What is it, why it seems rare, why it matters
by steven pinker
viking, 340 pages, $ 32
PINK : Socrates! We don’t see you here often at Harvard Yard. *
SOCRATES: No, indeed, Pinker, because I don’t mean to sound unreasonable in stepping into the compound of those like you who are highly regarded for higher knowledge, when I know very well how ignorant I am. But it is precisely this question – about what is reasonable – that drew me here. It looks like you’ve written a book explaining what rationality is and what makes it good for us, which is undoubtedly a great service to those like me who seek wisdom, and I was hoping I could ask you about some points.
PINK : I am flattered, Socrates.
SOCRATES: On the contrary, it was you who flattered me in your book, by praising a conversation I had long ago with a certain Euthyphron.
PINK : Yes, Socrates, I thought you brilliantly showed how inconsistent it is to try to entrust morality to a higher power, because in order to judge whether the so-called commandments of a god are reasonable, one must ultimately turn to reason. rather than ordering.
SOCRATES: Thanks, Pinker, though I’m afraid I don’t deserve the credit you give me. As I recall, the discussion was just about the righteous, the noble, and the good and their opposites. What you mean by “morality” is one of those things that I don’t know. Maybe you can explain that to me later. But as for rationality, what do you say it is?
PINK : Rationality is generally understood to mean “the ability to use knowledge to achieve goals”.
SOCRATES: Is reason then only the means to an end, or can it tell you what the end must be?
PINK : Evolution has incorporated goals into our tastes, desires, drives, emotions, and feelings. We deploy reason to achieve these goals and prioritize them when they cannot all be achieved at the same time. And the cooperation of the world when we apply reason to it is a strong indication that rationality is really reaching objective truth.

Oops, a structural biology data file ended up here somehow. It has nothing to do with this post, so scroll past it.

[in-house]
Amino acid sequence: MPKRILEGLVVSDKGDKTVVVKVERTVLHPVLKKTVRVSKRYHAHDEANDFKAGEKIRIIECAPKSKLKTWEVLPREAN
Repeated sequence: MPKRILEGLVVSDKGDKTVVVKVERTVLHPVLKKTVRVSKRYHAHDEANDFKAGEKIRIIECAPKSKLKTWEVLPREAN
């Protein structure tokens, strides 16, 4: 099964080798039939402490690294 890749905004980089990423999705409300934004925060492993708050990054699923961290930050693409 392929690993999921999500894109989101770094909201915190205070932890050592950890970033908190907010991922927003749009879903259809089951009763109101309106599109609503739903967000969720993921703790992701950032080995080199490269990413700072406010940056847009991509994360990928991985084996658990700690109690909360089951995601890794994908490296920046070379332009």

SOCRATES: Are we, then, justified in believing something to be true if it reliably allows us to get more of what we want?
PINK : It is a good indicator. But rationality also requires that we distinguish what is true from what we want to be true. It requires thinking, open-mindedness, and mastery of cognitive tools like formal logic and mathematical probability. You can see in the hunter-gatherer tribes that evolution hardwired our brains to gauge the kind of probabilities their life entailed. Today’s conditions force us to develop different tools to master new challenges. We live in an age with unprecedented reasoning resources; we just need to use them consistently and efficiently.
SOCRATES: I have to say, Pinker, that I was impressed with the way you explained all of these logical and mathematical tools so that even a man like me without any expertise could understand them. Your explanations on neural networks and deep learning systems; statistical theory of decision; game theory and the prisoner’s dilemma; the distinction between the non-random model and the non-random process, which you call “one of the greatest gifts of rationality that education can confer” – I thought that a man who understood such wonderful things must be truly blessed and live in a blessed time, and I admired the charming and civic way of presenting these wares for the benefit of all. But tell me Pinker: what do you expect from this perk?
PINK : Well, Socrates, the conscious application of reason improves our lives and makes the world a better place. And the power of rationality to guide moral progress is part of its power to guide material progress and wise choices in our lives. Citizens should be educated to have some mastery of the intellectual tools of sound reasoning, because we are better off as individuals and as a society when we understand and apply them. This is what the Enlightenment is.